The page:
BY MEADOWLARK MONAGHAN
I’m taking it day by day. Some days are more difficult than others, but I remind myself that I have my health, my family is safe and I get to wake up everyday doing something I love while providing for my community. I have taken the last few months as an opportunity to try and focus on my mental health through creating intentional daily rituals that ground me.
Before I started Ethel’s Club I had so much trouble navigating the mental health and wellness world. It seemed mainly white, expensive, out of touch and not designed with me in mind. In late 2018, I started the journey of looking for a Black female therapist in NYC and it felt impossible. I wondered why there wasn’t a place you could go to connect with practitioners of color and learn more about wellness and mental health in group settings. Nine months later, that became Ethel’s Club, a social and wellness club designed to center and celebrate people of color. Our clubhouse in Brooklyn, New York (while currently closed due to COVID) is home to a library, podcast studio, lounge spaces, event spaces and a wellness studio.
I’ll be honest, it’s a bit blurred. I find myself at a lot of the wellness events that we have for our members, which helps but also means I’m always at work. It’s hard to quiet my brain and it often feels like there’s something else that I could always be working on. I’m learning (slowly) how to separate myself in the evenings and make room for the inspiration and creativity I don’t always get in my day-to-day.
I think it’s critical that we still feel as if we are part of a community and a larger narrative. At Ethel’s Club we make it so that you hopefully never feel alone and that genuine community is a click away. There are sub-communities inside the online clubhouse centered around music, beauty, design, writing etc. - we want to make sure that everyone can find something they’re looking for. We all need that connection whether it’s to heal, laugh, grieve or just check in on one another.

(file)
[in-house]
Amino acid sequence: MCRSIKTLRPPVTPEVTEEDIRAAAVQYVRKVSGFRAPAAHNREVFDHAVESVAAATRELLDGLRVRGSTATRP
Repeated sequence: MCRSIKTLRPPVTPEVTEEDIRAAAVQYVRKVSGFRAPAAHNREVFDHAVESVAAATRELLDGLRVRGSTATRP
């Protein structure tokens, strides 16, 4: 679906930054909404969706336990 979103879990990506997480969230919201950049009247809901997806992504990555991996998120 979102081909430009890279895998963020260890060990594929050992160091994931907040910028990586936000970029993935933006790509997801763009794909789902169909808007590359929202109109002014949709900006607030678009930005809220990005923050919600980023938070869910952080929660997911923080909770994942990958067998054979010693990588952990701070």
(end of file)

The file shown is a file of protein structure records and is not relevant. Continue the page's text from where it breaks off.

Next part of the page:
I think people will be wary about physical spaces for a while, rightfully so, and online communities will continue to grow in different pockets of the internet. We are definitely focusing on using all of our learnings from operating a physical clubhouse to create more empathetic and purposeful social connections online. How do we capture those feelings and build it into an app?
I think the wellness space could use more authenticity. A world where it’s not all matcha drinks and yoga in a field of grass. Wellness is anything that makes you feel grounded, centers you and fills you with joy. It’s also important that wellness platforms reflect identities, body types, and curl patterns that include Black people and people of color. Representation is important and marginalized communities are often left out of that conversation.
I know everyone's anxiety journey is different and individualized. When I'm overcome with it, I lean into it and let it pass through me. I spent a lot of time fighting the anxiety when it would come, and I would still feel agitated and usually worse off after. Now, when I feel it happening, I stop, close my eyes, breathe and focus and I don't work until it feels okay to do so again. It's helped me a little more in control.
I’m optimistic about the proliferation of authentic community organizing I’m seeing in Brooklyn and within online communities. Powerful change starts at a grassroots level and it’s so inspiring to see folks educate and empower one another and rally behind causes they believe in.
The Bluest Eye - Toni Morrison
Honey chipotle chicken tacos
Binge watching 90 Day Fiance
Going on a socially distant walk with my friend
A 9PM panel - I need my rest!